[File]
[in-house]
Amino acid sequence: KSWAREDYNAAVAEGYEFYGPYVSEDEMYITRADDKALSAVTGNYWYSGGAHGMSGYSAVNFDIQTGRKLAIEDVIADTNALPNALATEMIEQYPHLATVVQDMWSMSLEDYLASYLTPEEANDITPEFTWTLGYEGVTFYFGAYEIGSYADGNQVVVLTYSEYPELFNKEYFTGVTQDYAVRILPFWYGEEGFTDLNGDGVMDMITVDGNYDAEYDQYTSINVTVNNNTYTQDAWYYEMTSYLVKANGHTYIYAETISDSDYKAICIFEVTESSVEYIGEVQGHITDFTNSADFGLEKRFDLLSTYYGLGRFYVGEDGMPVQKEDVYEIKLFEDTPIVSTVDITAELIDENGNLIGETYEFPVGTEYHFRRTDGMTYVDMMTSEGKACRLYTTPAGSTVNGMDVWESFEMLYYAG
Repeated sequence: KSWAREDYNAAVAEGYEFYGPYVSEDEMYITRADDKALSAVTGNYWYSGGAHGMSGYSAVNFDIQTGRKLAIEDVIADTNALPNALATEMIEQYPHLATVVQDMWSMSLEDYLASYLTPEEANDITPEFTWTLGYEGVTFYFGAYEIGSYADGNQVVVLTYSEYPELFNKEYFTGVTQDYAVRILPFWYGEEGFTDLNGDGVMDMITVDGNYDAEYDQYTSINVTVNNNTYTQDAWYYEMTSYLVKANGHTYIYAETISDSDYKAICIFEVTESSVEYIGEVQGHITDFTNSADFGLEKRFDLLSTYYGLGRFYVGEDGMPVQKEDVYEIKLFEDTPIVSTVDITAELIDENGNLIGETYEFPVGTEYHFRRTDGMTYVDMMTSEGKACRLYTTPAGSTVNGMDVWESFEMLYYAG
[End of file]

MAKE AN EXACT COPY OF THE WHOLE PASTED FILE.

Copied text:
[in-house]
Amino acid sequence: KSWAREDYNAAVAEGYEFYGPYVSEDEMYITRADDKALSAVTGNYWYSGGAHGMSGYSAVNFDIQTGRKLAIEDVIADTNALPNALATEMIEQYPHLATVVQDMWSMSLEDYLASYLTPEEANDITPEFTWTLGYEGVTFYFGAYEIGSYADGNQVVVLTYSEYPELFNKEYFTGVTQDYAVRILPFWYGEEGFTDLNGDGVMDMITVDGNYDAEYDQYTSINVTVNNNTYTQDAWYYEMTSYLVKANGHTYIYAETISDSDYKAICIFEVTESSVEYIGEVQGHITDFTNSADFGLEKRFDLLSTYYGLGRFYVGEDGMPVQKEDVYEIKLFEDTPIVSTVDITAELIDENGNLIGETYEFPVGTEYHFRRTDGMTYVDMMTSEGKACRLYTTPAGSTVNGMDVWESFEMLYYAG
Repeated sequence: KSWAREDYNAAVAEGYEFYGPYVSEDEMYITRADDKALSAVTGNYWYSGGAHGMSGYSAVNFDIQTGRKLAIEDVIADTNALPNALATEMIEQYPHLATVVQDMWSMSLEDYLASYLTPEEANDITPEFTWTLGYEGVTFYFGAYEIGSYADGNQVVVLTYSEYPELFNKEYFTGVTQDYAVRILPFWYGEEGFTDLNGDGVMDMITVDGNYDAEYDQYTSINVTVNNNTYTQDAWYYEMTSYLVKANGHTYIYAETISDSDYKAICIFEVTESSVEYIGEVQGHITDFTNSADFGLEKRFDLLSTYYGLGRFYVGEDGMPVQKEDVYEIKLFEDTPIVSTVDITAELIDENGNLIGETYEFPVGTEYHFRRTDGMTYVDMMTSEGKACRLYTTPAGSTVNGMDVWESFEMLYYAG